Getting Started with Amazon Glacier: Part 2

Getting Started with Amazon Glacier: Part 2

Get Started with Amazon Galcier Part 2In part 1 of this three part series, we introduced Amazon Glacier as an extremely low-cost cloud storage service that provides secure, durable, and flexible storage for data backup and archival. Amazon Glacier allows you to store your data reliably for as little as $0.01 per gigabyte per month. It helps you to retain your data for future analysis or reference so you can focus more on business than operating and maintaining storage infrastructure.

We introduced basic concepts of AWS Glacier including vault, archive, job, notification in the first article. In this post, we will explore some more useful facts and functionalities of Glacier.

Managing Archives

To begin, let’s take a look at what is involved in uploading data to AWS Glacier. Unlike AWS S3 object that are uploaded to S3 bucket, AWS Glacier does not have a console to upload archives to a vault. Rather uploads are completed via SDKs.

Glacier does not serve as a replacement for S3 but rather a solution for long term storage. The reason for this is that the data stored is not immediately available. To request archive data, it can take anywhere from 3-5 hours to complete. Once your retrieval request has been fulfilled, your data is available for download for 24 hours.

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Uploading and Deleting Archives

Amazon Glacier provides operations for you to upload and delete archives. You cannot, however, update an existing archive or overwrite it; you must delete the existing archive and upload a new archive. Additionally, you can delete only one archive at a time from a vault and you cannot delete a vault until it is empty.

Creating a Vault

To create a vault in a specific AWS region, requests must be sent to a region-specific endpoint. Typically, a Glacier endpoint is represented with the following address: https://<region-specific endpoint>/<account-id>/vaults/<vaultname>
Furthermore, an AWS account can create up to 1,000 vaults per region.

How to Create a new Glacier Vault

Amazon Glacier Durability

Glacier is designed to provide average annual durability of 99.999999999% for an archive. To increase durability, it synchronously stores your data across multiple facilities before declaring that an archive upload is successful. It performs regular, systematic data integrity checks and is built to be automatically self-healing.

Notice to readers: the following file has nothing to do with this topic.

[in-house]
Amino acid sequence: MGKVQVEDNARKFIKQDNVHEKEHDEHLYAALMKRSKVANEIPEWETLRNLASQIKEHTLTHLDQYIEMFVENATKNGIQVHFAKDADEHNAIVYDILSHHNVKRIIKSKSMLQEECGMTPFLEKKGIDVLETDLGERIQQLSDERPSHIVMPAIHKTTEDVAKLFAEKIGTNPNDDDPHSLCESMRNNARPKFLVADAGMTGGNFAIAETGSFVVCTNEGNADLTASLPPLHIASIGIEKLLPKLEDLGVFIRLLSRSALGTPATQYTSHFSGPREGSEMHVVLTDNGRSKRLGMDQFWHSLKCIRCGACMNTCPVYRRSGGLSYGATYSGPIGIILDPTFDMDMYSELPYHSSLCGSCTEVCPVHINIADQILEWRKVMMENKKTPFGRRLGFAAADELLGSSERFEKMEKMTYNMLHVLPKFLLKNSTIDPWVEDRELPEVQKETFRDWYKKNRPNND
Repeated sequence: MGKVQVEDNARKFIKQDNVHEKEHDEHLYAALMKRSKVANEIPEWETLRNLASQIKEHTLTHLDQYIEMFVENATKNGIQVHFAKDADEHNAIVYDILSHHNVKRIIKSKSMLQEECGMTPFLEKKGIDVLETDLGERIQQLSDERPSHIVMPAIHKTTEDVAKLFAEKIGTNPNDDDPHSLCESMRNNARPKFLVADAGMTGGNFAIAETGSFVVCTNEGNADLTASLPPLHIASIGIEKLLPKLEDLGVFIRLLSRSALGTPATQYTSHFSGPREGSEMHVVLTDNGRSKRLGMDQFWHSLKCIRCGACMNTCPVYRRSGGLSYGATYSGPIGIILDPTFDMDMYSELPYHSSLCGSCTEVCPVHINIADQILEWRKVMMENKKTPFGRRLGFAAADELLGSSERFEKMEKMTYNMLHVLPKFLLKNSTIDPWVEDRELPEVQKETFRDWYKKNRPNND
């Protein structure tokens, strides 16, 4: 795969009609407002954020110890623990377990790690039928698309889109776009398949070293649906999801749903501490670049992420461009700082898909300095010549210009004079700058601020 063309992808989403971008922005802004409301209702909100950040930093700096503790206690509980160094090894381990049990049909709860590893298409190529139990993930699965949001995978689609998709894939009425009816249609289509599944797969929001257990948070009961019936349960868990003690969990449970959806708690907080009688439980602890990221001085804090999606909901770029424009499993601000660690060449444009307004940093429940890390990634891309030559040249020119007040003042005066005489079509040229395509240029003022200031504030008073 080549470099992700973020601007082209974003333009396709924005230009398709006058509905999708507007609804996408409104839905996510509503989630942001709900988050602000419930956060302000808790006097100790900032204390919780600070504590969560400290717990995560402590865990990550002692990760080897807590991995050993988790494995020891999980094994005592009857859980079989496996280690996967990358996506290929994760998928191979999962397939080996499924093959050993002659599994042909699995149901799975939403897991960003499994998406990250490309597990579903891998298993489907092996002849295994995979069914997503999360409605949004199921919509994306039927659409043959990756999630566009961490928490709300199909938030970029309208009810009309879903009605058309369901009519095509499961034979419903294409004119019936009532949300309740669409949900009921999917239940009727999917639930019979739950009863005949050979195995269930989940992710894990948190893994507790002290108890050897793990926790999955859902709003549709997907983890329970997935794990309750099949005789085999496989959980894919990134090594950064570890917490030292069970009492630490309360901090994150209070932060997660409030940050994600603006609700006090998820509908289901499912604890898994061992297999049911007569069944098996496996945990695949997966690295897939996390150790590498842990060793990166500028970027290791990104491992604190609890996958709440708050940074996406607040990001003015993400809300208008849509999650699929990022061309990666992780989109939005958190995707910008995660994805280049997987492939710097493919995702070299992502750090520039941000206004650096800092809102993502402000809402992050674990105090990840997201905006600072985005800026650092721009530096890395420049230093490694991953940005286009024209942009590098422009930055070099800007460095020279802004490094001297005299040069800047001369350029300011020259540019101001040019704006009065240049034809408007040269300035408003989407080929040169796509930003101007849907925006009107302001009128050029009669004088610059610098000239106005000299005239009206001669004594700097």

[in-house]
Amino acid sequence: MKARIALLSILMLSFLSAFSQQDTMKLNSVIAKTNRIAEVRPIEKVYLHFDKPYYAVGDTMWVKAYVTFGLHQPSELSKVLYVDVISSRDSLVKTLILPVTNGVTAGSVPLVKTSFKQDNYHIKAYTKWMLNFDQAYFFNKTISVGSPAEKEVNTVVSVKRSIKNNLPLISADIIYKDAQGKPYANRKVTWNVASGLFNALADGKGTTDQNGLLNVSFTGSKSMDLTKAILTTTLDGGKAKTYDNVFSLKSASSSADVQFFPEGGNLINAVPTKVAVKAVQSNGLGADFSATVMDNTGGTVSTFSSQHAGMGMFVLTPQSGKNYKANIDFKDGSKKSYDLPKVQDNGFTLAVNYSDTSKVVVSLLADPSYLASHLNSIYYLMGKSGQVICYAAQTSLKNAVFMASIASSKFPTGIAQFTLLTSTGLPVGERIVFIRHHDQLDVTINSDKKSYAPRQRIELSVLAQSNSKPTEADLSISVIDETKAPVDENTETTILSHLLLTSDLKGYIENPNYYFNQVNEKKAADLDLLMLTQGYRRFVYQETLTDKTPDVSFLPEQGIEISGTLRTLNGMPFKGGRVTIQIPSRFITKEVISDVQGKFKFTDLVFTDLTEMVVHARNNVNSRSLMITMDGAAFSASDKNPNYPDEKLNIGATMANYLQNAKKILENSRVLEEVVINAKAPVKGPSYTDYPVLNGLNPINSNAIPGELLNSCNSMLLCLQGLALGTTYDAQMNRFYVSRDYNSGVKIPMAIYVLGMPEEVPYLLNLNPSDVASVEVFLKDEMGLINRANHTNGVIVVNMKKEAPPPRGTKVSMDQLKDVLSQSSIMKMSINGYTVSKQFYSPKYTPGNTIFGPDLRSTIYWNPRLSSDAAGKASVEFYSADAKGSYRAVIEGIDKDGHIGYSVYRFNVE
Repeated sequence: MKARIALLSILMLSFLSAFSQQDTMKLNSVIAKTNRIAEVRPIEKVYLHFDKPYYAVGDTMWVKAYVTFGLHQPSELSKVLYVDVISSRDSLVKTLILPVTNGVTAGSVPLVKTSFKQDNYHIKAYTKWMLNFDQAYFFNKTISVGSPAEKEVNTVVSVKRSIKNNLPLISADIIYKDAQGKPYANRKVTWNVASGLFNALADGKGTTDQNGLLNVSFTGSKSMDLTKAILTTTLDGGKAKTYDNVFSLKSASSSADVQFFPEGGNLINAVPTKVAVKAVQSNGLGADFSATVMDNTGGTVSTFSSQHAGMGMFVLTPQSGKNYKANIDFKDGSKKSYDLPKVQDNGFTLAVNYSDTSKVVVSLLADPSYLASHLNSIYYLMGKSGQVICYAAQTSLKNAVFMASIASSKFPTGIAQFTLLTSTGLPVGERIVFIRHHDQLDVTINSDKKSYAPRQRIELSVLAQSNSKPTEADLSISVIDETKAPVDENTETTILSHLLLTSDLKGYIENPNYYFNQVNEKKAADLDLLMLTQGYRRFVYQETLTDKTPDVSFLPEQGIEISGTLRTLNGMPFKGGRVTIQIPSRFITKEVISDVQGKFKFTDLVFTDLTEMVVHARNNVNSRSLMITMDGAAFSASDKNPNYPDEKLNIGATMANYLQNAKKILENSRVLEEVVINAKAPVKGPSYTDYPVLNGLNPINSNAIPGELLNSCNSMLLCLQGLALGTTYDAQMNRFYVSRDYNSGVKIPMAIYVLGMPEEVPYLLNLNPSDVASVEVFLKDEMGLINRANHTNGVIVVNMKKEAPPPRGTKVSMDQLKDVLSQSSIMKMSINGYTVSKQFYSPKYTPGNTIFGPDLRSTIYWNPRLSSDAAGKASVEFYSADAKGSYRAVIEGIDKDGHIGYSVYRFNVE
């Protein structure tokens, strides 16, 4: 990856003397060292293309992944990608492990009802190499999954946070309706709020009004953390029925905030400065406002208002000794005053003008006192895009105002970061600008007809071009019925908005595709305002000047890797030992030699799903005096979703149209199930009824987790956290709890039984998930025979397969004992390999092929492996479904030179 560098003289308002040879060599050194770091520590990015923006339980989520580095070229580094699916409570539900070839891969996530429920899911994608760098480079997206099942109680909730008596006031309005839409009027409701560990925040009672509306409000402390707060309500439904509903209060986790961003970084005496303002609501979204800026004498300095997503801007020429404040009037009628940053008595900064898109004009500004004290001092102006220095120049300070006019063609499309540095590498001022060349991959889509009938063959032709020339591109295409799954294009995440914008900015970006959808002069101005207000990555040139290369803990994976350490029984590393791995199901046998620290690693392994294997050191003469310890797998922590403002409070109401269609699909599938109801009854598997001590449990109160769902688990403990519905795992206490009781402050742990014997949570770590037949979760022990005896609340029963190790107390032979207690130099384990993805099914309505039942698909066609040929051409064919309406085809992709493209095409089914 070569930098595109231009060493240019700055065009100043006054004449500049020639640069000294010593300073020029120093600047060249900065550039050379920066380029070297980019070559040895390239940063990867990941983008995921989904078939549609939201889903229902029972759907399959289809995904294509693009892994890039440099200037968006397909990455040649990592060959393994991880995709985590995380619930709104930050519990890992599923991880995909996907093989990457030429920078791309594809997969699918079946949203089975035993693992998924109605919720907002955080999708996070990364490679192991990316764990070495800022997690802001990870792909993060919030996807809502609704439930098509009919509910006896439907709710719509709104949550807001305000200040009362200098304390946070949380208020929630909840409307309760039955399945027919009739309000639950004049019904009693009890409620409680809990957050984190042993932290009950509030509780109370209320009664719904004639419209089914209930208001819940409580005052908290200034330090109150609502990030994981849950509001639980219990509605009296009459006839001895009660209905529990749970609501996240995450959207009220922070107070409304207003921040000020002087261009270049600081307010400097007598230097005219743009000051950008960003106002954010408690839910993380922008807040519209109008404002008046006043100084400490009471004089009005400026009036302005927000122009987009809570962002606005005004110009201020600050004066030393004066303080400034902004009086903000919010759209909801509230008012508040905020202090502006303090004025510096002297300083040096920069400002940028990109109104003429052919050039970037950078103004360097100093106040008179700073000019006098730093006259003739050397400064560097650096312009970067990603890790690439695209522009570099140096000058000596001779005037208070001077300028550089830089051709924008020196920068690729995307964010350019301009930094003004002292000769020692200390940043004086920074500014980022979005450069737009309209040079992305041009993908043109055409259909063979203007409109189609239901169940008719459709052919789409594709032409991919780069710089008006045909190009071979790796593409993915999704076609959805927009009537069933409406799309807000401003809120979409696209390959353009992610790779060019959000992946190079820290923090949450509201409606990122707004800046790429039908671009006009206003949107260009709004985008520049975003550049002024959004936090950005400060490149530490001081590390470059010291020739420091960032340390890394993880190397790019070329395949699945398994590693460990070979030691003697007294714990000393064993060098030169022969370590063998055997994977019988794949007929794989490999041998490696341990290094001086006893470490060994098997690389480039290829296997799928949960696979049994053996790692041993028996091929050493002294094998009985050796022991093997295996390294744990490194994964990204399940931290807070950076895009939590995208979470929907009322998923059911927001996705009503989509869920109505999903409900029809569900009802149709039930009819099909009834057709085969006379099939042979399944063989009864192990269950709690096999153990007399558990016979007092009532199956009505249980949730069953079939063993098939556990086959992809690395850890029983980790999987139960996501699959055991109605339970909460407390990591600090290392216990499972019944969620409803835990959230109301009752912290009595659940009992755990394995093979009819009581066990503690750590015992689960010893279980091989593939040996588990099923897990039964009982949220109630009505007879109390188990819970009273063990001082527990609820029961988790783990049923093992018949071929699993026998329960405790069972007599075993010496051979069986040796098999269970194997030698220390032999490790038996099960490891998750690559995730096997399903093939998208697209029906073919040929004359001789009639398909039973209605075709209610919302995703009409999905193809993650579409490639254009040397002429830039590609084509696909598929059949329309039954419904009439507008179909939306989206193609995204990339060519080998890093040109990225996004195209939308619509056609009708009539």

Inventory of Archives

An inventory of all archives in each of your vaults is maintained for disaster recovery and reconciliation purposes. The vault inventory is updated approximately once a day. You can request a vault inventory as either a JSON or CSV file. This inventory contains details about the archives within your vault including the size, creation date and the archive description.

When you initiate a job for a vault inventory, Amazon Glacier returns the last inventory it generated, which is a point-in-time snapshot and not real-time data.

Additionally, the inventory may not reflect the latest information since it is created once every 24 hours. Amazon Glacier ensures that a vault is still in user by checking if any write operations occurred from the time of the last vault inventory.

Stay tuned for part three of our series ‘Getting Started with Amazon Glacier’

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About the Author

Taral Shah

Cloud architect for more than 2 years with around 12 years of IT Experience. His area of focus is Amazon Cloud and  has written a couple of White papers using AWS. Responsible for designing or migrating HA, scalable application on Cloud. In his past worked as consultant, developer, technical leader, project leader and account manager with various global clients.

Contact Taral Shah

Keywords: Amazon web services, Amazon AWS console, AWS S3, Amazon Cloud Services, AWS Management Console, AWS Glacier, S3 Standard Storage, IAM, Amazon Glacier, S3 Usage, Access Policy, RRS Storage, Storage Object

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